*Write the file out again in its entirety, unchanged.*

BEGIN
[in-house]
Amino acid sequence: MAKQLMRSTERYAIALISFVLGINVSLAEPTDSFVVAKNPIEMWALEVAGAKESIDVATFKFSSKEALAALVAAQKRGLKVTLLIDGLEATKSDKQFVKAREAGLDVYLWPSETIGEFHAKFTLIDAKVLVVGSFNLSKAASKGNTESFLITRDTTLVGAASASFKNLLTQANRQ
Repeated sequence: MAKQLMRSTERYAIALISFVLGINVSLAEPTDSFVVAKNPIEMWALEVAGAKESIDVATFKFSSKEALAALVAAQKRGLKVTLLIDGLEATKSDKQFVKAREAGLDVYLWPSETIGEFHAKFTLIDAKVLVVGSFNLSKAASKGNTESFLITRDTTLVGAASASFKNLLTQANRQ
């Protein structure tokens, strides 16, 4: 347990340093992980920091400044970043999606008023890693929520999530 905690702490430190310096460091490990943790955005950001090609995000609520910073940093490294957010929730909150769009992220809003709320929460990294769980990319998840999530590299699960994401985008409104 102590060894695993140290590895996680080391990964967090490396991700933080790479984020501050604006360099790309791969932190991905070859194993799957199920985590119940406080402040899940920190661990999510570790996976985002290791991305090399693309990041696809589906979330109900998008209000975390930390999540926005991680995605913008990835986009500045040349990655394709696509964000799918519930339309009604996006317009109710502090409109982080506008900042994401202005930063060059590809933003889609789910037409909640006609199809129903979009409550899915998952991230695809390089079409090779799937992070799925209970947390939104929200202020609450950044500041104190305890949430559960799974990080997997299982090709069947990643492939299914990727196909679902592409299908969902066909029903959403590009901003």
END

[in-house]
Amino acid sequence: MAKQLMRSTERYAIALISFVLGINVSLAEPTDSFVVAKNPIEMWALEVAGAKESIDVATFKFSSKEALAALVAAQKRGLKVTLLIDGLEATKSDKQFVKAREAGLDVYLWPSETIGEFHAKFTLIDAKVLVVGSFNLSKAASKGNTESFLITRDTTLVGAASASFKNLLTQANRQ
Repeated sequence: MAKQLMRSTERYAIALISFVLGINVSLAEPTDSFVVAKNPIEMWALEVAGAKESIDVATFKFSSKEALAALVAAQKRGLKVTLLIDGLEATKSDKQFVKAREAGLDVYLWPSETIGEFHAKFTLIDAKVLVVGSFNLSKAASKGNTESFLITRDTTLVGAASASFKNLLTQANRQ
């Protein structure tokens, strides 16, 4: 347990340093992980920091400044970043999606008023890693929520999530 905690702490430190310096460091490990943790955005950001090609995000609520910073940093490294957010929730909150769009992220809003709320929460990294769980990319998840999530590299699960994401985008409104 102590060894695993140290590895996680080391990964967090490396991700933080790479984020501050604006360099790309791969932190991905070859194993799957199920985590119940406080402040899940920190661990999510570790996976985002290791991305090399693309990041696809589906979330109900998008209000975390930390999540926005991680995605913008990835986009500045040349990655394709696509964000799918519930339309009604996006317009109710502090409109982080506008900042994401202005930063060059590809933003889609789910037409909640006609199809129903979009409550899915998952991230695809390089079409090779799937992070799925209970947390939104929200202020609450950044500041104190305890949430559960799974990080997997299982090709069947990643492939299914990727196909679902592409299908969902066909029903959403590009901003």